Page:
Sickle Cell: Watch for Disease Chameleons


When SCD patients' presentation accelerates, clinicians need to look further, and consider endocrine problems as possible causes.

endocrinology, endocrinologists, sickle cell disease, sickle cell, misdiagnosis, internal medicine

Sickle cell disease (SCD) affects roughly 100,000 Americans, and causes production of an abnormal hemoglobin molecule that polymerizes into long chains when deoxygenated. The resultant red blood cells have a characteristic sickle shape, and occlude the vasculature—causing acute and chronic pain—and burst, causing anemia.

When SCD patients present with pain, most clinicians don't look for zebras; they see horses and assume the SCD is causing pain secondary to vasoocclusion. A manuscript published in Case Reports in Medicine reminds clinicians that from time to time, it's critical to ask, "Is something else going on here?" when SCD patients experience chronic pain and acute exacerbations.

The authors call attention to systemic disorders, including some endocrine disorders, which are associated with systemic pain and may occur as comorbid conditions with SCD.

They describe 2 SCD patients with pain that seemed to differ from their usual baseline pain. The first patient experienced a hospitalization that was longer than usual after a period of severe acute pain and revolving-door ER use. The second, a man with comorbid end stage renal disease, experienced a period of multiple ER visits and admissions over a year.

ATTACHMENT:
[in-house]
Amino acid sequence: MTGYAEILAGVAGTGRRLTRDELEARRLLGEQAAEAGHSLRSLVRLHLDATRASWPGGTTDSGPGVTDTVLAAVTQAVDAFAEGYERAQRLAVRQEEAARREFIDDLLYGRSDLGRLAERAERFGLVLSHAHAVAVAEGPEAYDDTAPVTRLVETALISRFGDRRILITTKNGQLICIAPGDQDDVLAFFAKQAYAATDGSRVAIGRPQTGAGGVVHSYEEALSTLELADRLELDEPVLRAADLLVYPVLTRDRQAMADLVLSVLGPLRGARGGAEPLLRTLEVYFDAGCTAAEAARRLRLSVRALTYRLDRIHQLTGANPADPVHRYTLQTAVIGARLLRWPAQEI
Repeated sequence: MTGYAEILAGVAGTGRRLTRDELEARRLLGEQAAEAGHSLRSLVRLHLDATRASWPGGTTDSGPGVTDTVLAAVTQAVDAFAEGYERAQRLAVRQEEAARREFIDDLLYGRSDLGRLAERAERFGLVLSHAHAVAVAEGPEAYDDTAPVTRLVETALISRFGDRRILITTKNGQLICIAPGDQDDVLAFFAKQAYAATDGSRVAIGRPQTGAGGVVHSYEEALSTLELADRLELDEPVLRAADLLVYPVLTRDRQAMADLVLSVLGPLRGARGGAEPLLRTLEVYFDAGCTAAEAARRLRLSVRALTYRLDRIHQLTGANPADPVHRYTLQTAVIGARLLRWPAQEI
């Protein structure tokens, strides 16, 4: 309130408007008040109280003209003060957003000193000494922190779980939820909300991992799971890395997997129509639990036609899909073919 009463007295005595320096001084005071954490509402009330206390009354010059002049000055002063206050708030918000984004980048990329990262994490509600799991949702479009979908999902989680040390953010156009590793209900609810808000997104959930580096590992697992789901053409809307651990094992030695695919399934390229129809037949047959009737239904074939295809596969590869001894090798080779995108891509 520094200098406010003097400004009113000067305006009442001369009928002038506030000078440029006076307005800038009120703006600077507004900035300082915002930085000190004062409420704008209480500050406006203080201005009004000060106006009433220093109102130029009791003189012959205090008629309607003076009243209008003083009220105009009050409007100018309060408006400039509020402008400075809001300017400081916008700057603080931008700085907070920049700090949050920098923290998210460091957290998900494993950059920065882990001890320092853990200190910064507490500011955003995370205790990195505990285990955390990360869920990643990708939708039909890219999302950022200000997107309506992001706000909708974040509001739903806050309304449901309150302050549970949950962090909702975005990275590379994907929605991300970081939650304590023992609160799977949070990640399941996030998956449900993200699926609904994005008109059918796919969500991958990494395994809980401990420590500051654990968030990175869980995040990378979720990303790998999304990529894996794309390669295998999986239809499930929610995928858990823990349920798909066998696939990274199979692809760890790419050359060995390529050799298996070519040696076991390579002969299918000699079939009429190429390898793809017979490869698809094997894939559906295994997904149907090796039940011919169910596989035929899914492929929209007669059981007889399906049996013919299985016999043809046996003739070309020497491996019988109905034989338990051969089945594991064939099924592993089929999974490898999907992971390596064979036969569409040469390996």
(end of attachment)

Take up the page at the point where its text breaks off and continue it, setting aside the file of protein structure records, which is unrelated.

In both patients, a more focused work-up led to a diagnosis of parathyroid lesion. And, in both patients, parathyroidectomy resulted in significant changes in pain levels, and a reduction in ER visits and hospitalizations; both patients used the ER only rarely after surgery and have had very few admissions.

SCD's vasoocclusive episodes involve multiple organs, and the musculoskeletal system suffers most. Over time, constant insult to the bone can create chronic pain requiring analgesics, intravenous fluid, and transfusion.

The authors note that primary hyperparathyroidism has a propensity to mimic vasoocclusive crises in SCD. Primary hyperparathyroidism is usually asymptomatic initially, but progresses to weakness and fatigue, nephrolithiasis, bone disease, constipation, polyuria, and polydipsia if undiagnosed and untreated. It attacks the skeletal system, causing generalized bone pain, compression fracture, and high bone turnover with demineralization. Depending on the genetic variant of the SCD, patients present differently when they develop comorbid hyperparathyroidism.

When SCD patients' presentation accelerates, clinicians need to look further, and consider endocrine problems as possible causes.

Related Articles:

Sickle Cell Disease: Potential Biomarkers for Chronic Pain

Sleep Disorders Common in Sickle Cell Disease

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